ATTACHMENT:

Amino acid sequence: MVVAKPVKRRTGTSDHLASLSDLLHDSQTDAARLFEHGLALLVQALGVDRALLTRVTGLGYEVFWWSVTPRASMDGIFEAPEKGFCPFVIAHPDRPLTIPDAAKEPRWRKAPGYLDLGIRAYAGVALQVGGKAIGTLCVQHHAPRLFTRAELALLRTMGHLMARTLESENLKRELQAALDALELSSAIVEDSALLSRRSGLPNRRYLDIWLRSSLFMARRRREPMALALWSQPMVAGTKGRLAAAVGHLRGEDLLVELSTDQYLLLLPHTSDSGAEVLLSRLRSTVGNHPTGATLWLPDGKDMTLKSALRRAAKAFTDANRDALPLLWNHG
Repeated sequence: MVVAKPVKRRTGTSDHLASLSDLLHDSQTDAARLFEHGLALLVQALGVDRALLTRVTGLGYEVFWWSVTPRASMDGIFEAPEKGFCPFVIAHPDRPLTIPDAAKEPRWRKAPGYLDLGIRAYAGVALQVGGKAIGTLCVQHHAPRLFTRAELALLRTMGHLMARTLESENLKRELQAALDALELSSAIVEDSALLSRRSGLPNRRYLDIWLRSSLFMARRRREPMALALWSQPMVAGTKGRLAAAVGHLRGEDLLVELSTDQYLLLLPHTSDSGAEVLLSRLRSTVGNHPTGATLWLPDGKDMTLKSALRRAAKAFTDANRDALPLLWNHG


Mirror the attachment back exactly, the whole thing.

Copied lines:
Amino acid sequence: MVVAKPVKRRTGTSDHLASLSDLLHDSQTDAARLFEHGLALLVQALGVDRALLTRVTGLGYEVFWWSVTPRASMDGIFEAPEKGFCPFVIAHPDRPLTIPDAAKEPRWRKAPGYLDLGIRAYAGVALQVGGKAIGTLCVQHHAPRLFTRAELALLRTMGHLMARTLESENLKRELQAALDALELSSAIVEDSALLSRRSGLPNRRYLDIWLRSSLFMARRRREPMALALWSQPMVAGTKGRLAAAVGHLRGEDLLVELSTDQYLLLLPHTSDSGAEVLLSRLRSTVGNHPTGATLWLPDGKDMTLKSALRRAAKAFTDANRDALPLLWNHG
Repeated sequence: MVVAKPVKRRTGTSDHLASLSDLLHDSQTDAARLFEHGLALLVQALGVDRALLTRVTGLGYEVFWWSVTPRASMDGIFEAPEKGFCPFVIAHPDRPLTIPDAAKEPRWRKAPGYLDLGIRAYAGVALQVGGKAIGTLCVQHHAPRLFTRAELALLRTMGHLMARTLESENLKRELQAALDALELSSAIVEDSALLSRRSGLPNRRYLDIWLRSSLFMARRRREPMALALWSQPMVAGTKGRLAAAVGHLRGEDLLVELSTDQYLLLLPHTSDSGAEVLLSRLRSTVGNHPTGATLWLPDGKDMTLKSALRRAAKAFTDANRDALPLLWNHG